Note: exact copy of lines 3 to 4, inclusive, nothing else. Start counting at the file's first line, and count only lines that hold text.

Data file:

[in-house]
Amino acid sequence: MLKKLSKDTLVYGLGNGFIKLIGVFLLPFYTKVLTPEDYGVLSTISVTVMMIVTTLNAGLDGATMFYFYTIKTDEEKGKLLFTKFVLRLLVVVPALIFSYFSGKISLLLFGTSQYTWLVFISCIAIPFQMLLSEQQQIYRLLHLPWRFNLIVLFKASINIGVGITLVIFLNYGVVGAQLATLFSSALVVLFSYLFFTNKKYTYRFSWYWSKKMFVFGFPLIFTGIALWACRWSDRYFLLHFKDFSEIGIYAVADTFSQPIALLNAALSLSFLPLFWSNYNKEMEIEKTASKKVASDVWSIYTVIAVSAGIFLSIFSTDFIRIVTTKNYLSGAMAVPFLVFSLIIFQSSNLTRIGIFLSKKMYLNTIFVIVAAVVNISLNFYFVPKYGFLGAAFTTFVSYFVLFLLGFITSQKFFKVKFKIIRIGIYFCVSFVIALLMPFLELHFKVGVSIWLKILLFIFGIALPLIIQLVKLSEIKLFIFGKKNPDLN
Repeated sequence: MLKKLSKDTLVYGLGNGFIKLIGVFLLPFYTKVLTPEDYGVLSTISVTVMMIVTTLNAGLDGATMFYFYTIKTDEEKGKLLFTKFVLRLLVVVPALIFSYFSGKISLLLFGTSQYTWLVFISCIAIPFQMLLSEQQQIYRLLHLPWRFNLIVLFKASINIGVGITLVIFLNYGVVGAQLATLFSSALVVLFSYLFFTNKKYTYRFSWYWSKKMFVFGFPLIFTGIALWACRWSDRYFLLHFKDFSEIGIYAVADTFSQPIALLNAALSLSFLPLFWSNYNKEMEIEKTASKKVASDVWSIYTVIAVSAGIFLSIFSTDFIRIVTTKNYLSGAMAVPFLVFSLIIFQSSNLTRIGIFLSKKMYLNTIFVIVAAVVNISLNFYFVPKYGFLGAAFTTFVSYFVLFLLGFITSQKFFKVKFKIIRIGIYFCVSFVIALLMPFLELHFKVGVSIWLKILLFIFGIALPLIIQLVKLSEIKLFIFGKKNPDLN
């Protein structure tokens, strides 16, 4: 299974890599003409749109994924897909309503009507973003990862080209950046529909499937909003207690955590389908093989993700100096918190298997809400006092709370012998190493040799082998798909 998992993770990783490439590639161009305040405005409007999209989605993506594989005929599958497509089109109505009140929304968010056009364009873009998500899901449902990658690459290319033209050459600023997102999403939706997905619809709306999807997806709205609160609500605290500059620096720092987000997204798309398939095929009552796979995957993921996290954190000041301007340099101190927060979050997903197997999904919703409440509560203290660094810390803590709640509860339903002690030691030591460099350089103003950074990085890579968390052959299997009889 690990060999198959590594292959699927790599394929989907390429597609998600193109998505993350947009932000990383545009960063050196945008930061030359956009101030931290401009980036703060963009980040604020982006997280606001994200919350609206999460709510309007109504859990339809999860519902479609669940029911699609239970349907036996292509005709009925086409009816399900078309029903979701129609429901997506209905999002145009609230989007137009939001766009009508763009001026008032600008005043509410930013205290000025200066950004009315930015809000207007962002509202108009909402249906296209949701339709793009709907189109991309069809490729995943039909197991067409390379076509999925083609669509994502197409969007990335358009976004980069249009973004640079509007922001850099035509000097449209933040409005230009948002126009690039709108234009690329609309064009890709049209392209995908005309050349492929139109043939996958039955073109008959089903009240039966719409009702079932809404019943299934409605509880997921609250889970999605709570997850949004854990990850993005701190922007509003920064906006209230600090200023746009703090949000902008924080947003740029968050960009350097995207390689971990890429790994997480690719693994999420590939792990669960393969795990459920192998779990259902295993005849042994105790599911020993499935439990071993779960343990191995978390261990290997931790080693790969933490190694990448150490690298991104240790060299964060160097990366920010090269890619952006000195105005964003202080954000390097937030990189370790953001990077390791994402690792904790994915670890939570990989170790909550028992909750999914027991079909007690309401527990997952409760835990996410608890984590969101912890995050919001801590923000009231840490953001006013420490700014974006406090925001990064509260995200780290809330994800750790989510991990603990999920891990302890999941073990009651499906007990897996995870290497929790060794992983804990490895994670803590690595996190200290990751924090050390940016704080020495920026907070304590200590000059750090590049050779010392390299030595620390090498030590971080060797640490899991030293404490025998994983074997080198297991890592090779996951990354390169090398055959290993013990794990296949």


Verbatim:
Repeated sequence: MLKKLSKDTLVYGLGNGFIKLIGVFLLPFYTKVLTPEDYGVLSTISVTVMMIVTTLNAGLDGATMFYFYTIKTDEEKGKLLFTKFVLRLLVVVPALIFSYFSGKISLLLFGTSQYTWLVFISCIAIPFQMLLSEQQQIYRLLHLPWRFNLIVLFKASINIGVGITLVIFLNYGVVGAQLATLFSSALVVLFSYLFFTNKKYTYRFSWYWSKKMFVFGFPLIFTGIALWACRWSDRYFLLHFKDFSEIGIYAVADTFSQPIALLNAALSLSFLPLFWSNYNKEMEIEKTASKKVASDVWSIYTVIAVSAGIFLSIFSTDFIRIVTTKNYLSGAMAVPFLVFSLIIFQSSNLTRIGIFLSKKMYLNTIFVIVAAVVNISLNFYFVPKYGFLGAAFTTFVSYFVLFLLGFITSQKFFKVKFKIIRIGIYFCVSFVIALLMPFLELHFKVGVSIWLKILLFIFGIALPLIIQLVKLSEIKLFIFGKKNPDLN
């Protein structure tokens, strides 16, 4: 299974890599003409749109994924897909309503009507973003990862080209950046529909499937909003207690955590389908093989993700100096918190298997809400006092709370012998190493040799082998798909 998992993770990783490439590639161009305040405005409007999209989605993506594989005929599958497509089109109505009140929304968010056009364009873009998500899901449902990658690459290319033209050459600023997102999403939706997905619809709306999807997806709205609160609500605290500059620096720092987000997204798309398939095929009552796979995957993921996290954190000041301007340099101190927060979050997903197997999904919703409440509560203290660094810390803590709640509860339903002690030691030591460099350089103003950074990085890579968390052959299997009889 690990060999198959590594292959699927790599394929989907390429597609998600193109998505993350947009932000990383545009960063050196945008930061030359956009101030931290401009980036703060963009980040604020982006997280606001994200919350609206999460709510309007109504859990339809999860519902479609669940029911699609239970349907036996292509005709009925086409009816399900078309029903979701129609429901997506209905999002145009609230989007137009939001766009009508763009001026008032600008005043509410930013205290000025200066950004009315930015809000207007962002509202108009909402249906296209949701339709793009709907189109991309069809490729995943039909197991067409390379076509999925083609669509994502197409969007990335358009976004980069249009973004640079509007922001850099035509000097449209933040409005230009948002126009690039709108234009690329609309064009890709049209392209995908005309050349492929139109043939996958039955073109008959089903009240039966719409009702079932809404019943299934409605509880997921609250889970999605709570997850949004854990990850993005701190922007509003920064906006209230600090200023746009703090949000902008924080947003740029968050960009350097995207390689971990890429790994997480690719693994999420590939792990669960393969795990459920192998779990259902295993005849042994105790599911020993499935439990071993779960343990191995978390261990290997931790080693790969933490190694990448150490690298991104240790060299964060160097990366920010090269890619952006000195105005964003202080954000390097937030990189370790953001990077390791994402690792904790994915670890939570990989170790909550028992909750999914027991079909007690309401527990997952409760835990996410608890984590969101912890995050919001801590923000009231840490953001006013420490700014974006406090925001990064509260995200780290809330994800750790989510991990603990999920891990302890999941073990009651499906007990897996995870290497929790060794992983804990490895994670803590690595996190200290990751924090050390940016704080020495920026907070304590200590000059750090590049050779010392390299030595620390090498030590971080060797640490899991030293404490025998994983074997080198297991890592090779996951990354390169090398055959290993013990794990296949």